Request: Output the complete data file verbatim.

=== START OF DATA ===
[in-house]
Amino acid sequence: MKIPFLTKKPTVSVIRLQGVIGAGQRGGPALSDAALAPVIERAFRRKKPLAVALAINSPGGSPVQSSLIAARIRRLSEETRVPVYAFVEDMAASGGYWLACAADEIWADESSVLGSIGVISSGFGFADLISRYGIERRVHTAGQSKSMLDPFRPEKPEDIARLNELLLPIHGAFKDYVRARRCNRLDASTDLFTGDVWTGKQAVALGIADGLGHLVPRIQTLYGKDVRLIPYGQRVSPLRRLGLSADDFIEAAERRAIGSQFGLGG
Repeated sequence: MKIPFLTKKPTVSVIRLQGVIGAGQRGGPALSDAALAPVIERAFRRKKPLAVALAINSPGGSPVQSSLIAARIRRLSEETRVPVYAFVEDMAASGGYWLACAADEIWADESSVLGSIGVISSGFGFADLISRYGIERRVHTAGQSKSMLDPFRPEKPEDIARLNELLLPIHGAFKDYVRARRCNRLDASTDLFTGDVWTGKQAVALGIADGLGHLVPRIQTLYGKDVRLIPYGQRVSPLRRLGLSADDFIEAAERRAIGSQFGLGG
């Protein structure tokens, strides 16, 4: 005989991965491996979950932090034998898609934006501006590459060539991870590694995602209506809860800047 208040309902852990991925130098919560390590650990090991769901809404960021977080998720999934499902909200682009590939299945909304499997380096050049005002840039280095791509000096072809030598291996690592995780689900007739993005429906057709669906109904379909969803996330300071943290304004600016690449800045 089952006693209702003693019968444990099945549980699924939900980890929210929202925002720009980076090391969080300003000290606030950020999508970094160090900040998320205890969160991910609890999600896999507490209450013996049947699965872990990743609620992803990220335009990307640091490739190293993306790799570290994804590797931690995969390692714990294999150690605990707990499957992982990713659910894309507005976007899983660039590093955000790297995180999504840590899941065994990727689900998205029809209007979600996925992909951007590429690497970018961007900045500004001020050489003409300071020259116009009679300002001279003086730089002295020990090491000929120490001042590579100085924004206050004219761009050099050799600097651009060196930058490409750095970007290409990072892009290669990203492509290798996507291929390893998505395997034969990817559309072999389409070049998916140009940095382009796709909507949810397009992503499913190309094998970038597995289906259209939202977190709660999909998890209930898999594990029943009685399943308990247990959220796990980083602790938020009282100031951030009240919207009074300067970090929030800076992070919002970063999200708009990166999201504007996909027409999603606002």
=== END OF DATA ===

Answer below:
[in-house]
Amino acid sequence: MKIPFLTKKPTVSVIRLQGVIGAGQRGGPALSDAALAPVIERAFRRKKPLAVALAINSPGGSPVQSSLIAARIRRLSEETRVPVYAFVEDMAASGGYWLACAADEIWADESSVLGSIGVISSGFGFADLISRYGIERRVHTAGQSKSMLDPFRPEKPEDIARLNELLLPIHGAFKDYVRARRCNRLDASTDLFTGDVWTGKQAVALGIADGLGHLVPRIQTLYGKDVRLIPYGQRVSPLRRLGLSADDFIEAAERRAIGSQFGLGG
Repeated sequence: MKIPFLTKKPTVSVIRLQGVIGAGQRGGPALSDAALAPVIERAFRRKKPLAVALAINSPGGSPVQSSLIAARIRRLSEETRVPVYAFVEDMAASGGYWLACAADEIWADESSVLGSIGVISSGFGFADLISRYGIERRVHTAGQSKSMLDPFRPEKPEDIARLNELLLPIHGAFKDYVRARRCNRLDASTDLFTGDVWTGKQAVALGIADGLGHLVPRIQTLYGKDVRLIPYGQRVSPLRRLGLSADDFIEAAERRAIGSQFGLGG
């Protein structure tokens, strides 16, 4: 005989991965491996979950932090034998898609934006501006590459060539991870590694995602209506809860800047 208040309902852990991925130098919560390590650990090991769901809404960021977080998720999934499902909200682009590939299945909304499997380096050049005002840039280095791509000096072809030598291996690592995780689900007739993005429906057709669906109904379909969803996330300071943290304004600016690449800045 089952006693209702003693019968444990099945549980699924939900980890929210929202925002720009980076090391969080300003000290606030950020999508970094160090900040998320205890969160991910609890999600896999507490209450013996049947699965872990990743609620992803990220335009990307640091490739190293993306790799570290994804590797931690995969390692714990294999150690605990707990499957992982990713659910894309507005976007899983660039590093955000790297995180999504840590899941065994990727689900998205029809209007979600996925992909951007590429690497970018961007900045500004001020050489003409300071020259116009009679300002001279003086730089002295020990090491000929120490001042590579100085924004206050004219761009050099050799600097651009060196930058490409750095970007290409990072892009290669990203492509290798996507291929390893998505395997034969990817559309072999389409070049998916140009940095382009796709909507949810397009992503499913190309094998970038597995289906259209939202977190709660999909998890209930898999594990029943009685399943308990247990959220796990980083602790938020009282100031951030009240919207009074300067970090929030800076992070919002970063999200708009990166999201504007996909027409999603606002």